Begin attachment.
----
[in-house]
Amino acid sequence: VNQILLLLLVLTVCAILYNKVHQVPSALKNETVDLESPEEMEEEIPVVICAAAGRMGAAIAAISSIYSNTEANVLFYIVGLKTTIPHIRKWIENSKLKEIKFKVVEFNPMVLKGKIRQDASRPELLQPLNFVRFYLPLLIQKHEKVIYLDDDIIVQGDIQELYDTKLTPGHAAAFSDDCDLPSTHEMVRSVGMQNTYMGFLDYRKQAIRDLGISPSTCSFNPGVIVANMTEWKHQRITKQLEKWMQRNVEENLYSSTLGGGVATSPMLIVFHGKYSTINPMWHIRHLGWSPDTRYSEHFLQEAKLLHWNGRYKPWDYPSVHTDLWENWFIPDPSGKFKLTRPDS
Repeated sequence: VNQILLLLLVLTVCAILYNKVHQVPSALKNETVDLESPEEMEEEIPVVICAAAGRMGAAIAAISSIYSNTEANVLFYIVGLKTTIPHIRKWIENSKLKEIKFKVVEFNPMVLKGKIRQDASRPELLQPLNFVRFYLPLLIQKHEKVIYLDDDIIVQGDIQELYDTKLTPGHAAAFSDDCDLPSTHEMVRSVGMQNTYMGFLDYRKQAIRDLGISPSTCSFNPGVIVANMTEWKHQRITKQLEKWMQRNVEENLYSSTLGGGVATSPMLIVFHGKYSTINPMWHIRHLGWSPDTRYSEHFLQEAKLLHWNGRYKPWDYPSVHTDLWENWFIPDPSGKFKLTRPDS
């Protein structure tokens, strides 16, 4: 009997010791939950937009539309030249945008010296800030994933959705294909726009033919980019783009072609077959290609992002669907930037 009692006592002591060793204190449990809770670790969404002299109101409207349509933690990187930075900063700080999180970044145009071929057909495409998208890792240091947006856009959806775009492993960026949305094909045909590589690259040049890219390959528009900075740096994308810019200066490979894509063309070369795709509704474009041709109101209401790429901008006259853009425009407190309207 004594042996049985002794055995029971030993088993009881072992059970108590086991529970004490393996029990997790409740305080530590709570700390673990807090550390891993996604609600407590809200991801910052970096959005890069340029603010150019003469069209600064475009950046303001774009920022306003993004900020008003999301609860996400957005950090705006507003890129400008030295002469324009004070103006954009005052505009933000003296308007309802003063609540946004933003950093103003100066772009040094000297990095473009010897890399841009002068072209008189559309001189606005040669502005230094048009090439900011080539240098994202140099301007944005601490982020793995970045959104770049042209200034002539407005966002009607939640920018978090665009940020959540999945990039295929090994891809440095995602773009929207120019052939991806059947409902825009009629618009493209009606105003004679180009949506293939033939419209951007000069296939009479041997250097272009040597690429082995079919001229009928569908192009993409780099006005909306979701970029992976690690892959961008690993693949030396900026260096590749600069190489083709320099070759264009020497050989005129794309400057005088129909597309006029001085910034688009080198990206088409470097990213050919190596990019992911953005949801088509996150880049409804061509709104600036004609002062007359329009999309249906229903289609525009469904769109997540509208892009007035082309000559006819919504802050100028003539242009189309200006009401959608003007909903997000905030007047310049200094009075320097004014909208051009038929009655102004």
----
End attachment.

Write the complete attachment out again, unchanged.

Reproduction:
[in-house]
Amino acid sequence: VNQILLLLLVLTVCAILYNKVHQVPSALKNETVDLESPEEMEEEIPVVICAAAGRMGAAIAAISSIYSNTEANVLFYIVGLKTTIPHIRKWIENSKLKEIKFKVVEFNPMVLKGKIRQDASRPELLQPLNFVRFYLPLLIQKHEKVIYLDDDIIVQGDIQELYDTKLTPGHAAAFSDDCDLPSTHEMVRSVGMQNTYMGFLDYRKQAIRDLGISPSTCSFNPGVIVANMTEWKHQRITKQLEKWMQRNVEENLYSSTLGGGVATSPMLIVFHGKYSTINPMWHIRHLGWSPDTRYSEHFLQEAKLLHWNGRYKPWDYPSVHTDLWENWFIPDPSGKFKLTRPDS
Repeated sequence: VNQILLLLLVLTVCAILYNKVHQVPSALKNETVDLESPEEMEEEIPVVICAAAGRMGAAIAAISSIYSNTEANVLFYIVGLKTTIPHIRKWIENSKLKEIKFKVVEFNPMVLKGKIRQDASRPELLQPLNFVRFYLPLLIQKHEKVIYLDDDIIVQGDIQELYDTKLTPGHAAAFSDDCDLPSTHEMVRSVGMQNTYMGFLDYRKQAIRDLGISPSTCSFNPGVIVANMTEWKHQRITKQLEKWMQRNVEENLYSSTLGGGVATSPMLIVFHGKYSTINPMWHIRHLGWSPDTRYSEHFLQEAKLLHWNGRYKPWDYPSVHTDLWENWFIPDPSGKFKLTRPDS
């Protein structure tokens, strides 16, 4: 009997010791939950937009539309030249945008010296800030994933959705294909726009033919980019783009072609077959290609992002669907930037 009692006592002591060793204190449990809770670790969404002299109101409207349509933690990187930075900063700080999180970044145009071929057909495409998208890792240091947006856009959806775009492993960026949305094909045909590589690259040049890219390959528009900075740096994308810019200066490979894509063309070369795709509704474009041709109101209401790429901008006259853009425009407190309207 004594042996049985002794055995029971030993088993009881072992059970108590086991529970004490393996029990997790409740305080530590709570700390673990807090550390891993996604609600407590809200991801910052970096959005890069340029603010150019003469069209600064475009950046303001774009920022306003993004900020008003999301609860996400957005950090705006507003890129400008030295002469324009004070103006954009005052505009933000003296308007309802003063609540946004933003950093103003100066772009040094000297990095473009010897890399841009002068072209008189559309001189606005040669502005230094048009090439900011080539240098994202140099301007944005601490982020793995970045959104770049042209200034002539407005966002009607939640920018978090665009940020959540999945990039295929090994891809440095995602773009929207120019052939991806059947409902825009009629618009493209009606105003004679180009949506293939033939419209951007000069296939009479041997250097272009040597690429082995079919001229009928569908192009993409780099006005909306979701970029992976690690892959961008690993693949030396900026260096590749600069190489083709320099070759264009020497050989005129794309400057005088129909597309006029001085910034688009080198990206088409470097990213050919190596990019992911953005949801088509996150880049409804061509709104600036004609002062007359329009999309249906229903289609525009469904769109997540509208892009007035082309000559006819919504802050100028003539242009189309200006009401959608003007909903997000905030007047310049200094009075320097004014909208051009038929009655102004």